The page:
“Marin is highly under-touristed and [I] think it could be a world class destination, but it’s very hard to get people to drive across the bridge. We have found that everybody’s really guidebook focused. [They will] go and look at the crookedest street in the world, and there’s 500 people to look at this street, but we can’t get them here. So we continue to work trying to make Marin a more attractive global destination, but it’s in its infancy. Hopefully it’s going to keep growing,” Walls said.

Posed in 101 Surf and Sports, his place of employment, Walls explains the products he sells.

Walls theorizes that Marin’s lack of tourism stems from a misrepresentation of the perceived dangers of the county.

“This is one of the best places to do windsurfing [or] kiteboarding in the world, and almost nobody does it here—they’re scared of great white sharks,” Walls said. “If a French guy comes here, they’re going to say, ‘What about the sharks? The sharks are going to eat me.’ And, no, the sharks are not going to eat you, you’re fine. So there is a perception that [Marin] is dangerous and cold and scary, and we’re trying to break that down and say, ‘Come, it’s awesome. No sharks.’” 

Walls also counted the high prices of Marin as a deterrent for those seeking vacation. As measured by a collection of industry reports compiled by the MCVB, Marin tourists tend to have a high degree of education, along with a high disposable income—usually $140 thousand combined per couple. Typically they are parents with one or two kids. If they are among the 80 percent of day-tripping visitors, they will spend around $150 per person. But if they are staying overnight, that number will more than double at $350 per person per day. Mainly, the dramatic rise in cost is due to eating and housing expenses, according to the MCVB.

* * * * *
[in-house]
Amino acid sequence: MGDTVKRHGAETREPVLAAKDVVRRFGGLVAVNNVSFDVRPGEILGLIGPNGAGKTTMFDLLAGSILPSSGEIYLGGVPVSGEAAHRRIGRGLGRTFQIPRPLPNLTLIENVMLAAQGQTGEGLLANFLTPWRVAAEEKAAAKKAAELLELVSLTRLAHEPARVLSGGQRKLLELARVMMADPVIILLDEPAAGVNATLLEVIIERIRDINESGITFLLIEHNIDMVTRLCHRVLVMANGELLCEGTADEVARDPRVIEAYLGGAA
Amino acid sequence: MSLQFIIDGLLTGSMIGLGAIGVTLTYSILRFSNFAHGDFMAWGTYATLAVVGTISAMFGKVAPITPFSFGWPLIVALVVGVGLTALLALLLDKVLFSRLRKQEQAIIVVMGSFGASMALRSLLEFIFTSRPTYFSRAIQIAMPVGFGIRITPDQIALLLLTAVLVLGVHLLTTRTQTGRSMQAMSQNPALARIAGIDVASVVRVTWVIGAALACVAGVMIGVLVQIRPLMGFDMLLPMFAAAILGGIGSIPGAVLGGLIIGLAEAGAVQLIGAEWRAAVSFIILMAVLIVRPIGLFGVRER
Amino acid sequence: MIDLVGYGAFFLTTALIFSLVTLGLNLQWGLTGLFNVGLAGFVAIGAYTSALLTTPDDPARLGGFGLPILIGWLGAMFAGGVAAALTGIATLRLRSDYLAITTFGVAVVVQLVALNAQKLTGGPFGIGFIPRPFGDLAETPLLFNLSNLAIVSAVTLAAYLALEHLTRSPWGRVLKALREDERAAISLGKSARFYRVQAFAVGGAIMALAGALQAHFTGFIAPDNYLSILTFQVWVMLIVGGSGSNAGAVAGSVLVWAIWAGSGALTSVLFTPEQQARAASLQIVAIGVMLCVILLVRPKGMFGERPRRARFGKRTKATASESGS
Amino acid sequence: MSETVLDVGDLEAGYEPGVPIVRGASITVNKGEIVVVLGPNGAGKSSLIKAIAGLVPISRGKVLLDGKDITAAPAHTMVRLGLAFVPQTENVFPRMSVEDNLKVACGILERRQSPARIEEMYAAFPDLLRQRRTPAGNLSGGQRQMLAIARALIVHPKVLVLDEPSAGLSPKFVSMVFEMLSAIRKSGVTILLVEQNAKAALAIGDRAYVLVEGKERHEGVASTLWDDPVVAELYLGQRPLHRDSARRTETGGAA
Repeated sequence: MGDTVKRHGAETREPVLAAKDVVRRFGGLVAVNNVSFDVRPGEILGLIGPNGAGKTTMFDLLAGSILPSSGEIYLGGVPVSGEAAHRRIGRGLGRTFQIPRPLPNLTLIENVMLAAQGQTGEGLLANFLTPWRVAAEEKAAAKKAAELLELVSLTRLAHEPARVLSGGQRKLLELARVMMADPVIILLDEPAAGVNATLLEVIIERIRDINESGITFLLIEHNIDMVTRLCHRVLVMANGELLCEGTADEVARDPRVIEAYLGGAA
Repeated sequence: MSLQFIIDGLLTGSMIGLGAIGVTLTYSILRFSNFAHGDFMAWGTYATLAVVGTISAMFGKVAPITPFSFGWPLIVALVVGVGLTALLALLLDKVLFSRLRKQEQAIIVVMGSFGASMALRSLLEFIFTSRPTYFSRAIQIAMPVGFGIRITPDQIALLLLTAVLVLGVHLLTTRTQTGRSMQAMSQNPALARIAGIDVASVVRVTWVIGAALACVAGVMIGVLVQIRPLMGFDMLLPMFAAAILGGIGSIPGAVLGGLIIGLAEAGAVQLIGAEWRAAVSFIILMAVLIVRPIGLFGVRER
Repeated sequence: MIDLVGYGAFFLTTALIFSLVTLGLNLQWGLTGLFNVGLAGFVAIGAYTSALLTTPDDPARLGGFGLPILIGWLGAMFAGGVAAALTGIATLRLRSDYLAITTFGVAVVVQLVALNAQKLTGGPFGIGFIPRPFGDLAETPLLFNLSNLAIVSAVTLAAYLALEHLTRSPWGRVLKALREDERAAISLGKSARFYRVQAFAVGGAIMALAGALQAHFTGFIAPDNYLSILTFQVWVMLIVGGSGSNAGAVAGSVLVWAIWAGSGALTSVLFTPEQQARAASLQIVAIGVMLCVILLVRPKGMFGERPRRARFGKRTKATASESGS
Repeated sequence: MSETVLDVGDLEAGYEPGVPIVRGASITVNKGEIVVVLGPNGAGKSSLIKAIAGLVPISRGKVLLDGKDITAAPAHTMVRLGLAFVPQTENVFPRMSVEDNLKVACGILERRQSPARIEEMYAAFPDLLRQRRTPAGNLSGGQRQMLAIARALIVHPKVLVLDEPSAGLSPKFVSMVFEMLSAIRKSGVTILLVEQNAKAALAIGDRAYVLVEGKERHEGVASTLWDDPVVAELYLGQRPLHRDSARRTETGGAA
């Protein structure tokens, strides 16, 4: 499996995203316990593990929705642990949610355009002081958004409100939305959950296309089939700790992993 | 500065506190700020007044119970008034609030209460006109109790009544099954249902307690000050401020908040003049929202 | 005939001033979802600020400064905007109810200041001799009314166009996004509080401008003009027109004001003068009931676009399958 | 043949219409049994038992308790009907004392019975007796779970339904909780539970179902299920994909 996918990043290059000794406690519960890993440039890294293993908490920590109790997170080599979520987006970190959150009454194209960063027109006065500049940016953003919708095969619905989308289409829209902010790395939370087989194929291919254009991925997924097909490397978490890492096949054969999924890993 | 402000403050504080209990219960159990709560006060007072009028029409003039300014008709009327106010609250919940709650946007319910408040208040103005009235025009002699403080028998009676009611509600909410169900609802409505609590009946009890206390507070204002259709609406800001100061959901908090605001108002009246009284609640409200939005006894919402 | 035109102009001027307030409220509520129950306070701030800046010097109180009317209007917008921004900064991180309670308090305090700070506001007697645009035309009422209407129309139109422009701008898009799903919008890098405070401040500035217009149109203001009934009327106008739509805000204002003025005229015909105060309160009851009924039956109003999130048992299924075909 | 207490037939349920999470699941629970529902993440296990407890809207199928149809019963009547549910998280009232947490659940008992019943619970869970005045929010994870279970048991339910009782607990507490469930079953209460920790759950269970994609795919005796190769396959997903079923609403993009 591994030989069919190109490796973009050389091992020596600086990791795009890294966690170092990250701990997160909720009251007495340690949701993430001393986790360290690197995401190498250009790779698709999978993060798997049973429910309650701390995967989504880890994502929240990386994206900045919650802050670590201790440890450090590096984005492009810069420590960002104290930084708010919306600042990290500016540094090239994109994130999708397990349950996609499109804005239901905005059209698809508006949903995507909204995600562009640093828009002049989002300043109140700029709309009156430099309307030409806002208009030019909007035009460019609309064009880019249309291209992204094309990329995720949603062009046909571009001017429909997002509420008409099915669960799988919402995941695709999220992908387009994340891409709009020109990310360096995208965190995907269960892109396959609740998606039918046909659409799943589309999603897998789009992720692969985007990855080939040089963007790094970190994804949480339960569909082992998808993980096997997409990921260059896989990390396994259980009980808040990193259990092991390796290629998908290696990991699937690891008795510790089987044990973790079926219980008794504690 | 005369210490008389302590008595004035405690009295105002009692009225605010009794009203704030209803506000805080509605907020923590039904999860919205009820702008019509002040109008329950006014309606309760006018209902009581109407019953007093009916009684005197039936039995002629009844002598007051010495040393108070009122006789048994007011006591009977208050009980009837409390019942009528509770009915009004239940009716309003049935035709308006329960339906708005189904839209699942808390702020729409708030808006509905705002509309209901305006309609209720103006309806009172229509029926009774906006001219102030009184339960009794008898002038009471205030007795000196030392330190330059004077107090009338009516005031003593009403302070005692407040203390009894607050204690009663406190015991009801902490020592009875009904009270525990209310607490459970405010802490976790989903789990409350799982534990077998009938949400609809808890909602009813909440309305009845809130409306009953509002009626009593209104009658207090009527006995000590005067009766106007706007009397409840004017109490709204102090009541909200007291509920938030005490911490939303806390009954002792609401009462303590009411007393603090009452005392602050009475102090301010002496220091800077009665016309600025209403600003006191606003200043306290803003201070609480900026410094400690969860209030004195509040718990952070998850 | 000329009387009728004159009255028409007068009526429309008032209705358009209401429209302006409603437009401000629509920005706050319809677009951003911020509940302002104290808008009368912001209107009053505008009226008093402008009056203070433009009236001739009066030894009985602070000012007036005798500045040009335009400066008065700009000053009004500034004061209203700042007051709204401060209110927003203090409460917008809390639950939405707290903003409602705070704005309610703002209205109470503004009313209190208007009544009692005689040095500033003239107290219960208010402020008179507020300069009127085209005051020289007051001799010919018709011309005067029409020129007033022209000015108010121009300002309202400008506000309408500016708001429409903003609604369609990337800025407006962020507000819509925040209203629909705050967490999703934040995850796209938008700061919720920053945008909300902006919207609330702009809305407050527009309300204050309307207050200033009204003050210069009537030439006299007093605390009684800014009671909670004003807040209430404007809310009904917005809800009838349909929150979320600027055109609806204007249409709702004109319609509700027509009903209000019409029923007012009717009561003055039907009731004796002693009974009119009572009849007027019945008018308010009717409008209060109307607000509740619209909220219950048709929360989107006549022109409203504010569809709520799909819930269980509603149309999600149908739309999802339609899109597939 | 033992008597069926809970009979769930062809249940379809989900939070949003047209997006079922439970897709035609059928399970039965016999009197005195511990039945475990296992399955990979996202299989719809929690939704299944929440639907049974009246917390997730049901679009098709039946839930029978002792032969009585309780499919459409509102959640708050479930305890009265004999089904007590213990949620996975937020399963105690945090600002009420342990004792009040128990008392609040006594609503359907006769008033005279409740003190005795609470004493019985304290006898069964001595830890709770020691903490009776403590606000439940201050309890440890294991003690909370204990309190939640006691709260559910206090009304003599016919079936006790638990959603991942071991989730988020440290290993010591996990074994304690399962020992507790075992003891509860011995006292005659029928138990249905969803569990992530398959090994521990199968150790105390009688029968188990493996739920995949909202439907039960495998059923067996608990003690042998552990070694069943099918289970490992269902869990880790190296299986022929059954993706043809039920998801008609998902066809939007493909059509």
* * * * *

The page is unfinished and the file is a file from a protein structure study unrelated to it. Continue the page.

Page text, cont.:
Robin DeWitt, concierge at Hotel Sausalito, interacts with tourists on a daily basis, as much of her job description consists of advising guests on activities they can do around the Sausalito area. 

Smiling in front of the bridge, a tourist from Argentina stops to view the Golden Gate Bridge before heading to his hotel in Sausalito.

“Usually [guests] ask for restaurants, and then in regards to nightlife they ask for the ferry. I always tell people to go to Tiburon… We don’t [suggest things to do in] San Francisco that much anymore because [some guests] come from San Francisco and are not happy with it, so they come to this side [of the bridge],” DeWitt said.

Regardless of where in Marin someone is, Essemen believes that there is always something interesting to participate in. 

“We have a lot of really unique venues that not a lot of other areas around us have: signature type festivals, the Mill Valley Film Festival, the Novato Arts and Wine Festival,” Essemen said. “There’s a lot of agritourism, eco tourism, farm to food table, cultural activities, that type of thing. You can go watch oyster farming at certain times of the year. You can watch whales and watch seals…. It is pretty breathtaking.”